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Concerts close out SUNY Potsdam arts festival


POTSDAM — Dance and drums signaled the end of SUNY Potsdam’s second Lougheed Festival of the Arts on Sunday.

The festival ran from April 24 to Sunday, with students, faculty and guest artists of all disciplines performing and displaying their work in a bevy of events.

The school brought prominent writers, sculptors, artists and performers from around the country to speak with students and showcase their talents.

Sunday’s concerts began at 2:30 p.m. with the annual Senior Choreography Concert in Satterlee Hall. Six senior dance majors worked together to choreograph works that would be performed by 45 of their fellow students.

“We’ve all been working really hard to put this together,” said Michael L. Remington, Phoenix, the student stage manager who organized the recital.

The students spent four months creating their dances. Katie E. Foulk, a student from London, England, choreographed four pieces, including one that juxtaposed the aggressive electronic beats of modern dubstep music with traditional Victorian dance.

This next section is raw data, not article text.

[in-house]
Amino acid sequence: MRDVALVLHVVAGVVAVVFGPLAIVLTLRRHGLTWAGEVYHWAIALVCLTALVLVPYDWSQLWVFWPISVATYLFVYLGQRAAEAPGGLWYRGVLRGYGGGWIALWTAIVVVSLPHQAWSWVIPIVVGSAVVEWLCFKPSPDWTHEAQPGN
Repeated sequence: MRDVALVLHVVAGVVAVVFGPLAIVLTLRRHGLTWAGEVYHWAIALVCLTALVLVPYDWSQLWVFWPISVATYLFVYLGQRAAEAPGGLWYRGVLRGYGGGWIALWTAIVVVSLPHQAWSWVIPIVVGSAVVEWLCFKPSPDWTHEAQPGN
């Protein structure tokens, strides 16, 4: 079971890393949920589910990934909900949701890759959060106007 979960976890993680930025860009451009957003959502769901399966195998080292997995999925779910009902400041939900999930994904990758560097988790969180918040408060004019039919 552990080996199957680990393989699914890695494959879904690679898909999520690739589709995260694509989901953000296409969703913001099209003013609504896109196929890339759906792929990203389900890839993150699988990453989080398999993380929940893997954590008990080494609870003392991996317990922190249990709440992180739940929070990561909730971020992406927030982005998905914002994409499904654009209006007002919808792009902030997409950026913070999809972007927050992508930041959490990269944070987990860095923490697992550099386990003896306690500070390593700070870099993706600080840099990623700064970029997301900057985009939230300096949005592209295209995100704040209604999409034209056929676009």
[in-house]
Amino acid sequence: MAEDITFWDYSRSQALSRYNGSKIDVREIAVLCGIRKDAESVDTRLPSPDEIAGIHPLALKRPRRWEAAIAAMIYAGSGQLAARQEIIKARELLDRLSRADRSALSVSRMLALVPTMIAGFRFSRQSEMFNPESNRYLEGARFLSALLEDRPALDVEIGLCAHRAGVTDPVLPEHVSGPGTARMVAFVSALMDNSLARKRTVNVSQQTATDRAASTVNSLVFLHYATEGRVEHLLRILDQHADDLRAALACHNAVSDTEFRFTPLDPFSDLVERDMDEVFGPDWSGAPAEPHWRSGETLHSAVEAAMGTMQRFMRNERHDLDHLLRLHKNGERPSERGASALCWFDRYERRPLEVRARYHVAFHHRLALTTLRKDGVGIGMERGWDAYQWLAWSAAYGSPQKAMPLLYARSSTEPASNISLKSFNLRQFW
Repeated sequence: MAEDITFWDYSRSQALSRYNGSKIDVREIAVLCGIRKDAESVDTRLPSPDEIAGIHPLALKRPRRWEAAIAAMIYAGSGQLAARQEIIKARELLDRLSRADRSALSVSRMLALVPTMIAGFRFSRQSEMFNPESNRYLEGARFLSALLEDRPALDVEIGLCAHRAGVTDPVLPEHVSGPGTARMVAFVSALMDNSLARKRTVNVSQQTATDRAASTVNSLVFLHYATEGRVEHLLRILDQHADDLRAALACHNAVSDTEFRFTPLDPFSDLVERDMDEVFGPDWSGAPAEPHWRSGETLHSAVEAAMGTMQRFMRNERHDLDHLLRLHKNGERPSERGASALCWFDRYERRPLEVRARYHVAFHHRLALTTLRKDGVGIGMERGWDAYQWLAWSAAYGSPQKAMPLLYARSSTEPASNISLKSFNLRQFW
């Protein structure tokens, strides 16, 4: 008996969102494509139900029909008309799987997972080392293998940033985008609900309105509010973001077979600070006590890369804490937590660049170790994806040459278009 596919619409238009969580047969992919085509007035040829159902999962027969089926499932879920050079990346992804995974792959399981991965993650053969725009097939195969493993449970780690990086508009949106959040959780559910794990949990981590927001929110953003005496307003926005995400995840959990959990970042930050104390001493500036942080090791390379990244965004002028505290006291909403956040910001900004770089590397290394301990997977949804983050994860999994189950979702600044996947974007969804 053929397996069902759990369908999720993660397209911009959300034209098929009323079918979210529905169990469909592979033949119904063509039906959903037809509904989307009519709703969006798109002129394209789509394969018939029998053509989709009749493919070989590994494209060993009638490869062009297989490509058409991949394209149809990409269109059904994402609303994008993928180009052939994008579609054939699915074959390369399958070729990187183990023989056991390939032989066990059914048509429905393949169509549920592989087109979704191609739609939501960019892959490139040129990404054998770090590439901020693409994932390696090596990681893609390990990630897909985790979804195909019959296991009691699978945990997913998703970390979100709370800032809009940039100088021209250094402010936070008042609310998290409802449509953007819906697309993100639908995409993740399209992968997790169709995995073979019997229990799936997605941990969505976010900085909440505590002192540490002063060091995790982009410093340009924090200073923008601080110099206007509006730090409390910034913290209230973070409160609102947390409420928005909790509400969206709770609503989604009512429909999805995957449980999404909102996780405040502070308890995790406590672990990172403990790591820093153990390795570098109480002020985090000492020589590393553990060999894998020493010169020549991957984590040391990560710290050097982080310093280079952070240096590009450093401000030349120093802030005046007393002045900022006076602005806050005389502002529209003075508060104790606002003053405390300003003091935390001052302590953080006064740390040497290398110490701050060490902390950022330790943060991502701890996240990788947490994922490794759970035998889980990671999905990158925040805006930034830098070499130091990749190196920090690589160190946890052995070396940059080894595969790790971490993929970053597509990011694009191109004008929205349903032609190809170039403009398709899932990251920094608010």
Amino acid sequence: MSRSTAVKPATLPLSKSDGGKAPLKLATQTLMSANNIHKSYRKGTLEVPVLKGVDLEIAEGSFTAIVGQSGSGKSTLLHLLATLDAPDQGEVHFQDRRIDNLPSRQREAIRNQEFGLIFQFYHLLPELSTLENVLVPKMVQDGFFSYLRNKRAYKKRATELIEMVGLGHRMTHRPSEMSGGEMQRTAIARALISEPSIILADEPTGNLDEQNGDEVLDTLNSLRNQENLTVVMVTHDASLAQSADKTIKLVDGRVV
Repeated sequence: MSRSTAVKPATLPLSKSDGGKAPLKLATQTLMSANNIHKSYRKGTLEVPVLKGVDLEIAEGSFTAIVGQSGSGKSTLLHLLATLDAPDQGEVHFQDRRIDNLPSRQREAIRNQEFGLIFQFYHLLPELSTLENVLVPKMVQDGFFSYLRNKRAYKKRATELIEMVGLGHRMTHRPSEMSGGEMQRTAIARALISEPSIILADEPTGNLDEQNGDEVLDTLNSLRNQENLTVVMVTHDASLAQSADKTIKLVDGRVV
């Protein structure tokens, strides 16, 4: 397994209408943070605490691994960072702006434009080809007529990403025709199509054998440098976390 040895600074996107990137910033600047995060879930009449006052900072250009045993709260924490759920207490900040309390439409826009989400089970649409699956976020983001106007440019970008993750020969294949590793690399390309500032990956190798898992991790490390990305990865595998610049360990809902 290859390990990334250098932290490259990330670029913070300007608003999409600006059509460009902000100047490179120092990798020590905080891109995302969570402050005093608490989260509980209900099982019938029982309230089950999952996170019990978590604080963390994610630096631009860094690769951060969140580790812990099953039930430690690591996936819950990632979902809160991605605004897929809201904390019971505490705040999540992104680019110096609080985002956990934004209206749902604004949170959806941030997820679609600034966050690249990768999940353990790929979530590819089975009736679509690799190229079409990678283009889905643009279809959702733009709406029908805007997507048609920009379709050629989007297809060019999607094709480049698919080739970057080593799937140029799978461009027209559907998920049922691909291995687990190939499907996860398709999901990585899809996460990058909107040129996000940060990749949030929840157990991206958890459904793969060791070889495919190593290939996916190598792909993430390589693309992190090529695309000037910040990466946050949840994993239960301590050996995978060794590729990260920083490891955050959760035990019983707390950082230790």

“You have to keep being creative. As soon as you find the dance boring, you know the audience won’t be interested anymore,” she said.

Ashley N. Samons, Binghamton, choreographed one performance and danced in four others created by her fellow seniors.

“Of all the concerts that I’ve been part of, this was by far the best,” she said.

The festival ended with an African Drum and Dance Ensemble at the Crane School of Music. Two guest performers from Ghana joined the student and faculty performers in a traditional concert that blended percussion with singing and dance.

“It’s a total work of art. It involves a fusion, or synthesis, of many different elements,” said professor Julie E. Hunter, who organized the event.

The 20-member ensemble learned its parts by ear, in the traditional style, instead of relying on notation as is more common with modern music.

Drummer Martin K. Obeng and dancer Gertrude Maalisuo, both originally from Ghana, played and danced alongside SUNY Potsdam faculty members.

At the end of the show, the ensemble invited audience members to come on stage and dance along.

“It’s music that’s meant to be danced to,” Ms. Hunter said.

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